Bear Paranoia?

There are times that I worry and I know that I am being ridiculous  – I know that worrying about coming face to beak with a loon when I am swimming underwater is highly irrational (feel free to laugh).  There are times that I know that my fears are well founded – my husband needs to go to Australia for two weeks (see a tale of two terrors).  Then there are those fears that hover somewhere in the middle.  The chance of me being attacked by a bear is very, very small.  The chance of me seeing a bear is not small at all.

Let me present four different events in my life.  The first; we are sitting around the breakfast table at our home and a 7 year old Seek says, “I think I just saw a bear in the back yard.”  I respond with a reasonable, “Maybe it was the neighbour’s cat.”  Seek counters with, “No Mom it was big.”  I then smile indulgently at him and say, sure it could be a bear all the while knowing that it’s the huge cat next door.  While getting the kids in the car for school a neighbour from two doors down passes by and asks “Did you see the bear run through the back yards this morning?”

Second time 5 years ago; I am going for a jog at the cottage while Destroy rides his bike ahead of me.  He rounds a corner and I can no longer see him.  Seconds later I hear a very excited Destroy yelling, “MOM, MOM, I just saw a bear and it was HUGE.  It’s body stretched all the way across the road!”  I quickly respond with “Come on, let’s go back to the cottage!”  Destroy answers me with one word, “Why?”

Third time 3 years ago; while driving around town doing errands I hear my children’s school announced on the radio.  It appears that a bear was sighted on school property so there is a request for all parents to come into the school to pick up all children, as they are not being released as normal.

Fourth time, this past fall; the Artiste has some camp friends out to our cottage for a long weekend. We are standing around on the deck and I hear one of the boys say, “Cool that’s a bear on top of the canoe.”  He then reaches into his pocket and pulls out his cell phone to snap a pic.  I calmly say, “If you see or hear the mother get inside fast, you know what? Let’s just go inside anyway.”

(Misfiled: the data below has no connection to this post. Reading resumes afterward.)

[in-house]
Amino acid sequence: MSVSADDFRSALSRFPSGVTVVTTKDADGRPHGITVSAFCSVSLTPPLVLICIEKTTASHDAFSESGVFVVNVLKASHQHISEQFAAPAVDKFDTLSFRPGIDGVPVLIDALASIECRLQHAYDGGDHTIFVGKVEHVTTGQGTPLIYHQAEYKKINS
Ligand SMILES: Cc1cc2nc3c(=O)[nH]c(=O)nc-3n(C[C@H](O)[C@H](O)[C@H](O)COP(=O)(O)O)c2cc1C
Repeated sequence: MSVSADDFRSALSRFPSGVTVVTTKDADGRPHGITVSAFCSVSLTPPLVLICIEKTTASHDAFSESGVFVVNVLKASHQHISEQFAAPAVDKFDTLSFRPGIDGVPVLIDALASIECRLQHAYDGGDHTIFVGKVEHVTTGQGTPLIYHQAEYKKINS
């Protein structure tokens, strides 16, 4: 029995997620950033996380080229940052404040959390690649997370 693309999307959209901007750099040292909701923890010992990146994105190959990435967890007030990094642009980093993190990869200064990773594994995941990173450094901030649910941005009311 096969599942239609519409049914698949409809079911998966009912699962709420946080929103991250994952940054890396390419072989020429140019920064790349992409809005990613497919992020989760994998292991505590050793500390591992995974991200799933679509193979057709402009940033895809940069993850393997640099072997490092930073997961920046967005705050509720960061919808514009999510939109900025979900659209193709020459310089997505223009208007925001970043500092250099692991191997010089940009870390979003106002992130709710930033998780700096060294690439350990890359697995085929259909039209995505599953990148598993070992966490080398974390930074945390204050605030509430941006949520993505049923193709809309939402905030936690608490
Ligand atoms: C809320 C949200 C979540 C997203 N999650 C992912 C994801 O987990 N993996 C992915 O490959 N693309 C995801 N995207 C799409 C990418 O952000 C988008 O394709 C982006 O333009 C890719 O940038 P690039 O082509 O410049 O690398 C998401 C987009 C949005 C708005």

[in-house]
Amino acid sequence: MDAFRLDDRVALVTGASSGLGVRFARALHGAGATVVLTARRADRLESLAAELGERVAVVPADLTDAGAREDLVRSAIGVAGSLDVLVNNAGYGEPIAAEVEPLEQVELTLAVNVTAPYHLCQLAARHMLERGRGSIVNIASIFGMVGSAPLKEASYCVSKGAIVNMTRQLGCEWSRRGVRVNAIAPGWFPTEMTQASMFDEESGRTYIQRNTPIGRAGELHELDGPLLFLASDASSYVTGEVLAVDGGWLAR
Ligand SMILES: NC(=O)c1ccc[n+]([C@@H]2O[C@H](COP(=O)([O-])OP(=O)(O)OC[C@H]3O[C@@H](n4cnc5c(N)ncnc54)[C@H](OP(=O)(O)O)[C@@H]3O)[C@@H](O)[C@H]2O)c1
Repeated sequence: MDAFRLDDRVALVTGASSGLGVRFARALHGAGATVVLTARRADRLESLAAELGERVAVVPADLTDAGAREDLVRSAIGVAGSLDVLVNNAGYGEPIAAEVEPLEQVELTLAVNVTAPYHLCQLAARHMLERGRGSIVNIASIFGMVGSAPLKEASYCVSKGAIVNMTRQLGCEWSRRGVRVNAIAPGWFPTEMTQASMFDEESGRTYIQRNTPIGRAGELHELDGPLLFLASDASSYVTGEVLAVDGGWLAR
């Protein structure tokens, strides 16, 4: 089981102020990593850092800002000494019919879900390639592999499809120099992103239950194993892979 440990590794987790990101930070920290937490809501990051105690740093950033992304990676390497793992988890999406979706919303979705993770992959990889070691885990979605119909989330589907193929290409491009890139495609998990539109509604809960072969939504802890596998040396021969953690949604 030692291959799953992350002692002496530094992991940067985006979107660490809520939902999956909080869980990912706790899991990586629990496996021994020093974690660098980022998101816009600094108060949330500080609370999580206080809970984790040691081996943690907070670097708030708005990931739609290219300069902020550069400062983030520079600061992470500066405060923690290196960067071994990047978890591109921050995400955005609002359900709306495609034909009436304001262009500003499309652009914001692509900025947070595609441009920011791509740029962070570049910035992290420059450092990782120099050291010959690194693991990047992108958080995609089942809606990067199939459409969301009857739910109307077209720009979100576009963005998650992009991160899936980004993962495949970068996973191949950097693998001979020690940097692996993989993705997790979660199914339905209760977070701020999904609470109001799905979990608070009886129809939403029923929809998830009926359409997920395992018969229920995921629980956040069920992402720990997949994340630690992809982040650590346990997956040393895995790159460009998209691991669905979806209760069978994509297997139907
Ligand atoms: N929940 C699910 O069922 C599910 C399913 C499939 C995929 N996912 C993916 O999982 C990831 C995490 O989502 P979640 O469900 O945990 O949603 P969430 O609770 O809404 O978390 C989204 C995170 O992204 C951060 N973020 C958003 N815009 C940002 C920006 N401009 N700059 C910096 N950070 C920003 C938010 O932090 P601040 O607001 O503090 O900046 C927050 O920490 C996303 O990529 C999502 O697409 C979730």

I guess my point is that seeing a bear is definitely a possibility where I live but it has not yet been a dangerous encounter and it may never be one.  Yet it is something that has given me many nightmares.  Years ago I purchased a can of bear spray.  Did you know that you have to register your driver’s license when you buy it?  I have stopped carrying it with me when I jog because I am sure that the wind will be blowing in the wrong direction and I will either blind myself making me an easier target or I will only enrage the bear when I only manage to get close enough to merely irritate it’s eyes.  I cannot tell you how many runs I have cut short because my imagination has gotten the better of me. I know that this fear is much greater than it needs to be (I will not say ridiculous) and that it will always mark me as someone who is not truly a northerner.  I know that I need to overcome it, some days I can, I’m just not sure how to do it permanently.